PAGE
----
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2019 Support Management Solutions Pty Ltd T/AS First2Care. Provider Registration No. 4050003364 First2Care.

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Partnership Support: How to get better outcomes for participants and yourself

Partnering with participants to ensure your future success and theirs

Most service providers will tell you they have a great partnership relationship with their clients and their families. But these partnerships are built on one-to-many support programs that don’t facilitate real relationships with individuals. Yet, research says, the best outcomes come from personalised, partnership support programs where the client at the centre gets given choice and control over the support they receive.

Every person is different. Even if they have the same disability, syndrome, brain injury, or mental capacity – every person’s abilities and talents, their interests and their barriers and fears are all different. Which means the support they need is different too.

Partnership Support: What does it mean?

The NDIS recognises that people with disability have the same rights as everyone else. Which means they should get the opportunity to choose their supports and control how their delivered. This is what partnership support means. It is a way of delivering what the participant (or client) needs at an individual level.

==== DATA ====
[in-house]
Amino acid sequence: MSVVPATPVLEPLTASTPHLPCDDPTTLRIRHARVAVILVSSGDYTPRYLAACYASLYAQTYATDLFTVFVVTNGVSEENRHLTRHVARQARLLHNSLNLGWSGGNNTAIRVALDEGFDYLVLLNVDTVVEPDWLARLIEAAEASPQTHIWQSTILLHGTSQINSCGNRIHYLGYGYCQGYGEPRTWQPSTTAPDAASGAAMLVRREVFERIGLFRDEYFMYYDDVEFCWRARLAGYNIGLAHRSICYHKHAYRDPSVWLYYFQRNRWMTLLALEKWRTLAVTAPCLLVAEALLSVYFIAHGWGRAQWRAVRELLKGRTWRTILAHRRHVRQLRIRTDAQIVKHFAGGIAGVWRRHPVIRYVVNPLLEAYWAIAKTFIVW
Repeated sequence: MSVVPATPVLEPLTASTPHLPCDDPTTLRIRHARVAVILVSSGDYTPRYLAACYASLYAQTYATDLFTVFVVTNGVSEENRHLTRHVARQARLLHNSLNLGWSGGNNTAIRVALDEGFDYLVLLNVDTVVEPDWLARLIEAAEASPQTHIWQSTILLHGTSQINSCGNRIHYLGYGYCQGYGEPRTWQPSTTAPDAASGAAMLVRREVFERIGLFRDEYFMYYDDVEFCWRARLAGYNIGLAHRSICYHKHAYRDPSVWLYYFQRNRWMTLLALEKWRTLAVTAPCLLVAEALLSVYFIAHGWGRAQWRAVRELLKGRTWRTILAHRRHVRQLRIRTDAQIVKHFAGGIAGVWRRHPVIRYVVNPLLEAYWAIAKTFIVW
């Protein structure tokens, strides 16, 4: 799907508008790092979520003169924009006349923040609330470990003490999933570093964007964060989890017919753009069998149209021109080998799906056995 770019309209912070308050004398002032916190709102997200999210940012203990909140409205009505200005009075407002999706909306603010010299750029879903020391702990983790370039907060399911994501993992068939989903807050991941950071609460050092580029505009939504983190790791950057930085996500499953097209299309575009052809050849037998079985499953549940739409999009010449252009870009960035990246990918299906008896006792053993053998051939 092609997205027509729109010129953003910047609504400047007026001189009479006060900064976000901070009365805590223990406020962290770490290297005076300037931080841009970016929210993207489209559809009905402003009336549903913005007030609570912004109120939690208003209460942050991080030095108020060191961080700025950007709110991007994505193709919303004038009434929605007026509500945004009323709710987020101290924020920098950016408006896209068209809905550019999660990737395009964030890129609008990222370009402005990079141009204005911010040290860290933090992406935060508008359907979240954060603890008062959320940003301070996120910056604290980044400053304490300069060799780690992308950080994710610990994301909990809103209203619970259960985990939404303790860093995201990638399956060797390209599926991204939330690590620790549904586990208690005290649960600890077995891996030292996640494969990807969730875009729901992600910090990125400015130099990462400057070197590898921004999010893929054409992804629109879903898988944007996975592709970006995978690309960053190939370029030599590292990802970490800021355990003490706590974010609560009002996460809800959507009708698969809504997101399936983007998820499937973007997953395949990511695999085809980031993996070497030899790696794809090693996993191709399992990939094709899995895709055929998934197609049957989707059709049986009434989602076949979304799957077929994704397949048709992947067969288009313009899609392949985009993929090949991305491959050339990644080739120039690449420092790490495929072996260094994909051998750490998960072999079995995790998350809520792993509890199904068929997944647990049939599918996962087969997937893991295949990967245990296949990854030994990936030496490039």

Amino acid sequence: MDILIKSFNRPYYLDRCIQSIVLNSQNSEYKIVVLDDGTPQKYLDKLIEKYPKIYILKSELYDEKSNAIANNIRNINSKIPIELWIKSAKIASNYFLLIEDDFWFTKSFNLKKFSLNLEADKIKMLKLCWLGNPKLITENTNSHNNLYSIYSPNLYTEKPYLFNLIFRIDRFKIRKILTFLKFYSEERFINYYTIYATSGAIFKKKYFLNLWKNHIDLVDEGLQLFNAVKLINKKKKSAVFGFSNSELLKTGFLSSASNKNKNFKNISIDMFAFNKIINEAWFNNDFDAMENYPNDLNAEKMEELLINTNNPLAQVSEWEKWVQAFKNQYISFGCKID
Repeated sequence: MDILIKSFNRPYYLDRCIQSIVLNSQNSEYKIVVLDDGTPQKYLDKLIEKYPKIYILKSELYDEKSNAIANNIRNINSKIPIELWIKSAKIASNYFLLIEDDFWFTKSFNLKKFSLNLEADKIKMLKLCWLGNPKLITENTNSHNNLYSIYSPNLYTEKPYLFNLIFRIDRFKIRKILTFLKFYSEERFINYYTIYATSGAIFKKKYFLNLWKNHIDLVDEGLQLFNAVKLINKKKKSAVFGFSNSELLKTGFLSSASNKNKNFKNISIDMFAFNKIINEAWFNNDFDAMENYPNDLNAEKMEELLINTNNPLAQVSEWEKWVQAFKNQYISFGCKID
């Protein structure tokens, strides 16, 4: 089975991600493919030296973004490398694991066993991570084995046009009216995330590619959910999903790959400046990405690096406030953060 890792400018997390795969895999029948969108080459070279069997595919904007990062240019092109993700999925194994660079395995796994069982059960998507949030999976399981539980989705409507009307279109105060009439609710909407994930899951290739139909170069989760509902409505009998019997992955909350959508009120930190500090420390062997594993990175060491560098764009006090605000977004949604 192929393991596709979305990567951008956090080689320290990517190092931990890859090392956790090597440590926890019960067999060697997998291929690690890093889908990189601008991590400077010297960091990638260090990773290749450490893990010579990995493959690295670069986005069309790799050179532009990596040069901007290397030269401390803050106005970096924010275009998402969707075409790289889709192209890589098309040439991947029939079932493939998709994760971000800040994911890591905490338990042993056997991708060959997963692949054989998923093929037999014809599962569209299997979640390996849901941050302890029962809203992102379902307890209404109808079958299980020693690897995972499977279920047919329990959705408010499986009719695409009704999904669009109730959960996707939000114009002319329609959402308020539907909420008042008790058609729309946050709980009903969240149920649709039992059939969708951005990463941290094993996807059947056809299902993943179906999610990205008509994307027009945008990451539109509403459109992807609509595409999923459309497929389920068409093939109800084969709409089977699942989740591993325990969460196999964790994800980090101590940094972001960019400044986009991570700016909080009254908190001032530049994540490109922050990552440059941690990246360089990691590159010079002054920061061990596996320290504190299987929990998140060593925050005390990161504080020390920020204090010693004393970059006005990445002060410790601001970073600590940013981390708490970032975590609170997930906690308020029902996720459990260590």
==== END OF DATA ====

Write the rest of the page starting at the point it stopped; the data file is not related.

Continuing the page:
The NDIS Act says:“People with disability have the same right as other members of Australian society to be able to determine their own best interests, including the right to exercise choice and control, and to engage as equal partners in decisions that will affect their lives, to the full extent of their capacity”. (NDIS Act 2013: Ch1, Part 2, Sect 4 (8) p6).

While their capacity to advocate and choose their supports might be limited in the beginning, NDIS assistive technology like First2Care is designed to support partnership relationships between participants and their care providers. And over time can help build capacity for self-management while getting as much, or as little support as is needed.

Partnership support has other benefits

Despite its issues, the NDIS has already made a difference in this country. I don’t just mean on an individual level (although this is the aim), I mean on a cultural level. The NDIS has already given people with disability a voice and so many people are now standing up for their right to receive adequate support.

Under the old funding model, it doesn’t make economic sense for a service provider to create individual programs for groups of people when you can save money by providing support that is generalised enough to appeal to many. And because you control the funds, you control the choices, so you opt for financially viable programs – to ensure your organisation is financially viable for years to come.

Not only does this breed a reliance on funding, but it also encourages people to view those with disabilities as a collective that you have the right to make decisions for. In this marketplace, the standard of outcomes for people with disabilities is what you decide for them and it fails to take into account the individual needs, goals and desires of each person.

The change in culture: supporting people’s right to choose

The NDIS is about fostering a true partnership between participants and support providers. It is about recognising that every participant has the right to make decisions about their life, or the support to do so if they find this challenging.

As Leighton Jay writes in his article, Service Providers, the NDIS and conflicts of interest; “There isn’t a sub-clause noting that this applies only when it fits with a service provider’s business model, budget or staffing requirements.”